I’ve come to accept that I’ll never be a carry-on only traveler. I’ve tried it three times now, and I don’t like it, for reasons I’ve outlined before. For me, checking my suitcase and just bringing my backpack on the plane as a carry-on makes for a much easier flying experience.
Except it hasn’t been so easy lately. Ever since I became a blogger, my backpack has been getting heavier and heavier. It went from being filled with a change of clothing, overnight necessities, some snacks and a book, to being filled with all of those things PLUS my DSLR camera, my point and shoot camera, my cell phone, my netbook, all my chargers and cords, a journal for jotting down notes, etc. I swear to God it must weigh 25 pounds.
Eventually, I ditched the spare change of clothes in my carry-on. I had to do something to lighten the backpack and it wasn’t like I could check my camera or netbook, could I? That didn’t work out so well for me in August when I missed my connection in Chicago and was forced to stay overnight with just what I carried on the plane with me while my checked suitcase was held hostage by the airline. Oops.
It was time to lighten the load. I might not be able to go carry-on only, I thought, but surely there must be a way to lighten up that carry-on to make room for necessities like fresh clothes.
One of the heaviest items in my backpack is my DSLR camera. But I’m sure as hell not traveling without that. The Toshiba netbook, though. . . that sucker weighs almost 3 pounds. It’s cheaply made, has a lousy display and an annoying interface that I can’t permanently disable. And I was starting to view it as a ball and chain.
But doggone it, I’m a blogger! I need Internet access when I travel to check email, create quick blog posts, engage in social media, and upload travel photos. I have to bring a laptop or netbook, I thought. Don’t I?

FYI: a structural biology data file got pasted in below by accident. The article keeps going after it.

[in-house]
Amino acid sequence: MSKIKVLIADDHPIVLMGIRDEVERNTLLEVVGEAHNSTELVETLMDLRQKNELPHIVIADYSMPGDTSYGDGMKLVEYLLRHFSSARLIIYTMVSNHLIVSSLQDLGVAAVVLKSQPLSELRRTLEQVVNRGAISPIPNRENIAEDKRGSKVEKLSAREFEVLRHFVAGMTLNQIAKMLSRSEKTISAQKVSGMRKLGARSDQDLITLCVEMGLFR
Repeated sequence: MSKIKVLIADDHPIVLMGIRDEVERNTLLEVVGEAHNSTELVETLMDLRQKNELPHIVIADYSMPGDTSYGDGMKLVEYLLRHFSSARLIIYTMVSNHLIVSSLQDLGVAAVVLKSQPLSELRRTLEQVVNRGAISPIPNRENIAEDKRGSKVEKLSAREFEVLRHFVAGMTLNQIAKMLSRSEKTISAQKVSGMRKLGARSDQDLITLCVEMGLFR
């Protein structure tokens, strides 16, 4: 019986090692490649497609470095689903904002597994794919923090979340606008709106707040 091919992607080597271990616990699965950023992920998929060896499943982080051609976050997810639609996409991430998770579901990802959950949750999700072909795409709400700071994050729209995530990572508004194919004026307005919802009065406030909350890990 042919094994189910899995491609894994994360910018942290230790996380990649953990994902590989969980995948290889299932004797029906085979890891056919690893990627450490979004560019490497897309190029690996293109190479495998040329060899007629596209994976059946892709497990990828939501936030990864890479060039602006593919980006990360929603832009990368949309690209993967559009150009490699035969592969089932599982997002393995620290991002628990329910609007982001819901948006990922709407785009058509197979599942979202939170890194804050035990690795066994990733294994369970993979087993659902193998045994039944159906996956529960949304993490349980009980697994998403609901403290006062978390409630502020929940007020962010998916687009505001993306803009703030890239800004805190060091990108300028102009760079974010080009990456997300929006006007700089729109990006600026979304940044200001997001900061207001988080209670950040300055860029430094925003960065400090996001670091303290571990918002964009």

Maybe I didn’t.
I couldn’t completely unplug on my travels, but I decided it was time to downsize to a tablet. The biggest complaint I’d read about tablets seemed to be difficulty writing with them and/or a lack of USB port for uploading photos. But surely, I thought, some company had to have solved those problems by now. I decided to take the chance. After a lot of research into what was important to me in a tablet, I bought the 7” Samsung Galaxy Tab 2.
Please excuse me while I squee like a teenager over her first car.
Did it lighten my load? You bet!
Compared to the Toshiba’s nearly 3 lb weight, the Samsung weighs about 12 oz. It’s allowed me to replace not just the netbook, but also the paperbacks I’ve been bringing with me to read on the plane. See?
As a gadget user, I’m in love
It’s the perfect cross between a cell phone and a laptop. I can do everything on this tablet that I’ve been doing on my cell phone (except use it as a phone, though I suppose I could do that, too, with Skype)–surf the web, check the weather, use apps, read email, and use social media. I could listen to music on it if I wanted to. And because the screen is so much bigger than a cell phone, it’s easier to see everything.
I’ve been a holdout when it comes to Kindles and e-readers, preferring to stick to paperbacks. Well, no more. I primarily use my tablet to read books, and I adore it for that purpose. At 7″, it’s about the same size as a paperback, which makes it perfectly comfortable to hold for long periods of time. But it’s better than a paperback: 100 books take up the same physical space as just one. I can enlarge the font size of books I’m reading and increase the screen brightness–both of which make it so much easier on my aging eyes.